Bloomberg reported that Tough Mudder creditors are trying to put the company in bankruptcy.
“Signs of distress have been hovering, with CEO Kyle McLaughlin departing the company. The company’s website says ticket sales have been suspended. Creditors are attempting to push the organizer into bankruptcy over $855,000 they say the company owes them.”Bloomberg
OCR Media has also covered this story in depth. And MudRunGuide has reported on Spartan’s support for the bankruptcy filing.
This is sad in many ways. A number of their vendors (for example the ones suing for nearly $1M) are clearly not being paid for their products and services, leaving a downstream negative impact now and in the future. It is sad for Tough Mudder fans (like the 20,000 who have a Tough Mudder Tattoo). And obviously the employees. Spartan and Rugged Maniac may pick up some of the slack with some increased participation and new venues that Tough Mudder abandoned. But clearly, this is a negative for the industry. And possibly a warning sign for others.
Are there lessons to take away from this?
Scaling is Difficult
Scaling races is difficult. We have seen that with other race aggregators in the past like Competitor Group with their Rock & Roll Series. As we discussed in our Wanda/WTC going public blog, one of the keys is having multiple revenue channels beyond registration fees including sponsorship, add-ons, tv rights, etc. The challenge is always finding affordable help that is high quality. Much of the endurance market does not have the luxury of sizable alternate revenue channels and they make up for that with passionate local volunteers.
In the case of Tough Mudder, it appears that they were having cash flow issues. Any race can have cash flow issues with the timing of when payments are due and when money is collected. Renting a venue may require up front payments before anyone has signed up for example. In this case, the reporting says that Active pre-bought $18M of tickets – certainly more than just a month of cash flow.
Some registration and ticketing companies will do this financing. They feel comfortable loaning money since they will be collecting it directly. However, there is a risk of the race operator not being able to put on their events, and then the registration/ticket vendor risks credit card chargebacks/refunds to customers. Fortunately, Tough Mudder completed their events in 2019.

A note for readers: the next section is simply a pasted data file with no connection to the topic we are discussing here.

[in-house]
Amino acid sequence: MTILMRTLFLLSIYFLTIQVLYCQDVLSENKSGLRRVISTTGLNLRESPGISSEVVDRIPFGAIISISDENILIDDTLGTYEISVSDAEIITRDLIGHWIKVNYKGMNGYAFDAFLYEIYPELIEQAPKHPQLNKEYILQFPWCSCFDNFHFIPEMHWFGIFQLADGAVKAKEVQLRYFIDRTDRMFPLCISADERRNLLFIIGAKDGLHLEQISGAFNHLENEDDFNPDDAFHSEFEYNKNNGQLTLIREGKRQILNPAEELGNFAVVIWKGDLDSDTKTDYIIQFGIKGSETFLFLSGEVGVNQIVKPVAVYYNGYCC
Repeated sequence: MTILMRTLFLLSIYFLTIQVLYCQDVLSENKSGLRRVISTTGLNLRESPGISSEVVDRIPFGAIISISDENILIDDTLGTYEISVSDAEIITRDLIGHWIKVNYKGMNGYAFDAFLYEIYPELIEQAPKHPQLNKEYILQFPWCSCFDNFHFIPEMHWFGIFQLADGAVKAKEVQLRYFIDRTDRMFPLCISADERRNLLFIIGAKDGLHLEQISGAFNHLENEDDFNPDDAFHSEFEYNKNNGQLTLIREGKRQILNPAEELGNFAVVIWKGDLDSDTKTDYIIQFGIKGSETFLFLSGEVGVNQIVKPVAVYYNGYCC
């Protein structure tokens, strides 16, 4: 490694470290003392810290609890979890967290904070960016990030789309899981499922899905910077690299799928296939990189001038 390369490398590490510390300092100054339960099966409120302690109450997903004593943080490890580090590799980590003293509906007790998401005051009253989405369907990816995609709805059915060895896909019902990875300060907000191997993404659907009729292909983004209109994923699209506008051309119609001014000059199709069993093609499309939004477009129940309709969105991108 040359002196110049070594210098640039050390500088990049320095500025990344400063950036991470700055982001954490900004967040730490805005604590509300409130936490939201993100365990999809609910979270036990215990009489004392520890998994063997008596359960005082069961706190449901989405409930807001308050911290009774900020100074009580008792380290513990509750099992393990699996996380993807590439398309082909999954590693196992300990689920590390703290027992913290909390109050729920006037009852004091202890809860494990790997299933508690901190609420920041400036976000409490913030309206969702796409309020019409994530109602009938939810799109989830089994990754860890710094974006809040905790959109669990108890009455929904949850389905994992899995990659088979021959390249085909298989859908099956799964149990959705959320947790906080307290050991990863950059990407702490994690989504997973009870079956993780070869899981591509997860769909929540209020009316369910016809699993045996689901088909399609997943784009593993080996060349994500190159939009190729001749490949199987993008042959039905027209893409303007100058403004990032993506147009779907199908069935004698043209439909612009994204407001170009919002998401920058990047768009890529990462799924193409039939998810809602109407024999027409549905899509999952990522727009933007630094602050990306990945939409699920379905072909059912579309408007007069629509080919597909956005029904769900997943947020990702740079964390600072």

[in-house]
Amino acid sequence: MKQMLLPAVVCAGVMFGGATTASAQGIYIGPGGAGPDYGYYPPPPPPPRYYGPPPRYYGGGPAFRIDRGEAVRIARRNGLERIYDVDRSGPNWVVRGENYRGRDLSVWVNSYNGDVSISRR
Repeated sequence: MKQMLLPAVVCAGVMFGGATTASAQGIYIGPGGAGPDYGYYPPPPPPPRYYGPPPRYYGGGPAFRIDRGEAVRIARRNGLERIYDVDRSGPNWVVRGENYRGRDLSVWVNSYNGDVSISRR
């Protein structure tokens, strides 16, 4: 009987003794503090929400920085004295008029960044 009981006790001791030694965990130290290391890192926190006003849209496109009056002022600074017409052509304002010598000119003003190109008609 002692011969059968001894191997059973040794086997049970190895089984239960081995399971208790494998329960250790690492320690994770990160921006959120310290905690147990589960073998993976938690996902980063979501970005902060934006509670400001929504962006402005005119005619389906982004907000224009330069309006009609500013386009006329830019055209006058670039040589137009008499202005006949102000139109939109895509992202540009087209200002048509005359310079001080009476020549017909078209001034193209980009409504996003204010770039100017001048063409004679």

RunSignup does not pre-buy tickets. Our belief is that if there is a normal cash flow need, then banks provides lines of credit that can fund those seasonal needs. We feel banks are in a better position to evaluate risk, and loaning money is not really our business. We figure that races can leverage our low processing fees in combination with a bank line of credit as a much lower cost way of doing business. We remember a couple of potential new customers who insisted on us making a large up front payment, and we politely declined as it is a sign of financial risk if they can not get better rates from a bank.
In summary, other race aggregators need to have caution about their pace of expansion and their ability to manage the operations and marketing of a large number of events. There are several race aggregators out there – WTC, Lifetime Fitness, Gatehouse/Rugged Maniac, Spartan, and Motiv to name a few. While none of them are more than 2% market share of the overall endurance market. With news like Tough Mudder, the financers behind these race aggregators are probably spending a little more time evaluating their cash flow and investment plans and options.
It will be interesting to see if Tough Mudder and Competitor are trends or if one or more of these companies will get to any sizable market share in the coming years.